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Seodaemun Prison, Representative of Korea’s Liberation
Written by Jin Hee Kwon | Published. 2018.03.09 14:32 | Count : 318
[Seodaemun Prison Buildings, photo by Jin Hee Kwon]
This week, I visited Seodaemun Prison to learn about the Korean Independence Movement that took place on March 1st, 1919. As I had lived outside of Korea for most of my life, I did not realize the significance of the movement nor did the role independence activists play in recovering the freedom of Korea. The Independence Movement was a nationwide movement that rallied Koreans against the oppressive Japanese colonialism. This year, Korea is celebrating its 99th year anniversary of independence.

When I visited, Seodaemun Prison, usually empty, was filled with families, elementary schools students, foreign tourists and a variety of other people who came to learn more about Korean history.  

As soon as I arrived at the prison, at least a hundred of people had formed a line around the buildings and even on the outside of the history hall. Inside the prison, I discovered historical accounts of the Japanese colonization of Korea and the March First Independence Movement. From these, I was able to understand the bravery of the people of my motherland.
 
[Torture Room in Seodaemun Prison, photo by Jin Hee Kwon]
Seodaemun Prison was built in the latter days of the Korean Daehan Empire. It was built with the objective of suppressing Korean patriots who were fighting to regain national sovereignty. It operated as a prison for 8 decades (1908-19087) where many independence activists during the Japanese occupation, as well as many democratization activists during the despotic regime after liberation were imprisoned, tortured and executed. The prison displayed several torture instruments and rooms, prison cells and execution chambers to demonstrate how the Japanese used inhumane acts as a means to suppress the Korean population. 

Along the walls of the prison building hung pictures of imprisoned and tortured activists in memory of their sacrifices for Korea’s liberation. Among them I saw a familiar face-- a picture of a young girl of whom I had heard legends about for years: GwanSun Ryu (류관순), a 15 year old female independence activist and one of the most famous leaders of the Independence Movement. 

GwanSun Ryu and countless other citizens proclaimed their independence and the liberty of Korea through the Independence Movement. After the Japanese Imperialists colonized the Korean Daehan Empire on August 29, 1910, the Japanese had oppressed the country with their brutal military rule and attempted to convert Korean culture and language into those of Japan’s.

As a result, groups of activists desperately gathered in several places across the country to resist the Japanese invasions and restore Korea’s sovereignty.
 
Activists launched independence movements both locally and abroad, starting in Seoul and then eventually spreading over the whole country. The Independence Movement was the first in which the whole of Korea participated. It was a critical turning point that united the Korean people towards independence and, to a great extent, nullified Japan’s cultural rule.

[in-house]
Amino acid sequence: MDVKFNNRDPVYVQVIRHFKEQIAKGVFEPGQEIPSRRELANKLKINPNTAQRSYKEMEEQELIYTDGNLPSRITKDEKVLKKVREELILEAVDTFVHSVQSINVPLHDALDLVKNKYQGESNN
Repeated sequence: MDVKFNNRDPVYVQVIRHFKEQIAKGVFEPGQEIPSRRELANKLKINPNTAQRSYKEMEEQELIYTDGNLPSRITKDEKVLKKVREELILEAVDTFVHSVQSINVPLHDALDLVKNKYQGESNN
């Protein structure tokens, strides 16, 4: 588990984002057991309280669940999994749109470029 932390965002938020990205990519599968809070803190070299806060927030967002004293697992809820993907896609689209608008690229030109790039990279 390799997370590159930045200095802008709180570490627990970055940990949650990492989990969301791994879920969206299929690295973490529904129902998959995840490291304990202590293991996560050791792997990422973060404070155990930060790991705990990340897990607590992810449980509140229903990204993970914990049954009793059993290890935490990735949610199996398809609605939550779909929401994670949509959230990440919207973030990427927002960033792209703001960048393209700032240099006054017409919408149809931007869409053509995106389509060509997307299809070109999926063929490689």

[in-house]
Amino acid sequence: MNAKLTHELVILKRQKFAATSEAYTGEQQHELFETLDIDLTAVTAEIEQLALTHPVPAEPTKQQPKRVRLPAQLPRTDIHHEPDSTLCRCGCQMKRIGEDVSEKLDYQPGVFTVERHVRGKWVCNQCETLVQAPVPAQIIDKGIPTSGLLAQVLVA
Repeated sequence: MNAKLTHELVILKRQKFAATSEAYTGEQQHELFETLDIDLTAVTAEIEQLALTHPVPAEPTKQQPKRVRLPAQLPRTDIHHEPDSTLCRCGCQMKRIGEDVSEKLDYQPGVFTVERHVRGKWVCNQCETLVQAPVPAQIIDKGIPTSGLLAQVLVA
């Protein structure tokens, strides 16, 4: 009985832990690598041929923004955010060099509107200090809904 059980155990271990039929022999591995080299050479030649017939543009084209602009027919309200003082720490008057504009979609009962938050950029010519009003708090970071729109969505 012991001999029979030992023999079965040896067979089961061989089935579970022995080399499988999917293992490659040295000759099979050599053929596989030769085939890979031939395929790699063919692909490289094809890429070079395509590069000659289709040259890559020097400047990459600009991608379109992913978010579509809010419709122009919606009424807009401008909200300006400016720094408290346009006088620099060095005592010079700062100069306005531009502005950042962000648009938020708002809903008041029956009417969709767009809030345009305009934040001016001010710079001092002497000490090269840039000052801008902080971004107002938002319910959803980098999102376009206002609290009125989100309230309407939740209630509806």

[Monthly Independence Activists at Seodaemun Prison, photo by Jin Hee Kwon]
While walking through a jail hallway, I noticed that each cell contained information about the activist of the month: political independence activists that had significant roles in the liberation of Korea.

This month’s political activist was Kim Won-byuk (김원벽), a man who lead the independence movement on March first and fifth (at TapGol Park(탑골공원) and Namdaemun Station (남대문역) which is Seoul Station) but was eventually arrested at Seodaemun. 

One other activist grabbed my attention- George Ashmore Fitch was January’s political activist, who had a significant role in the liberation of Korea: Fitch provided hiding places for Kim Gu, the leader of the Independent Provisional Government of the Republic of South Korea (temporary independent government/임시정부) in 1932, provided the US OSS(Office of Strategic Services) information about the colonization of Korea and performed other supporting activities for Korean Independence activists in Shanghai, Nanjing and other areas.
 
Before learning about Fitch, I only thought of Korean independence activists as Korean citizens fighting for their freedom, so I was surprised to learn that Fitch was a foreigner. Then, I realized that a person does not necessarily have to be a citizen of a country to fight for its independence.
 
[Memorial Hall, photo by Jin Hee Kwon]
Towards the end of my visit to Seodaemun Prison, I noticed a room with prisoners’ mug shots covering the walls. Each photo was in memory of an individual who had supported the independence of his/her country and had stood up for what they believed with full knowledge of the risks they were taking. What really left an impact on me was seeing the faces of children, many of them who were my age or even younger, and it forced me to consider the possibilities of my life. Resisting against a higher power and standing up for what you believe may require great strength and courage, but those are what make change possible and I was determined to take risks for myself, too.
 
After 36 years of hardship, Korea was liberated on August 15th, 1945 and took back control of the government. Seodaemun Prison is a symbol of Korea’s 80-year journey to freedom. The site has been reborn as Seodaemun Prison history hall, expressing the invaluable importance of freedom and peace. The historical sanctuary has thereafter been operated as a symbolic place to represent the spirit of Korea’s national independence and democratization.
 
 









Jin Hee Kwon 
Freshman 
Asia Pacific International School

Jin Hee Kwon  student_reporter@dherald.com

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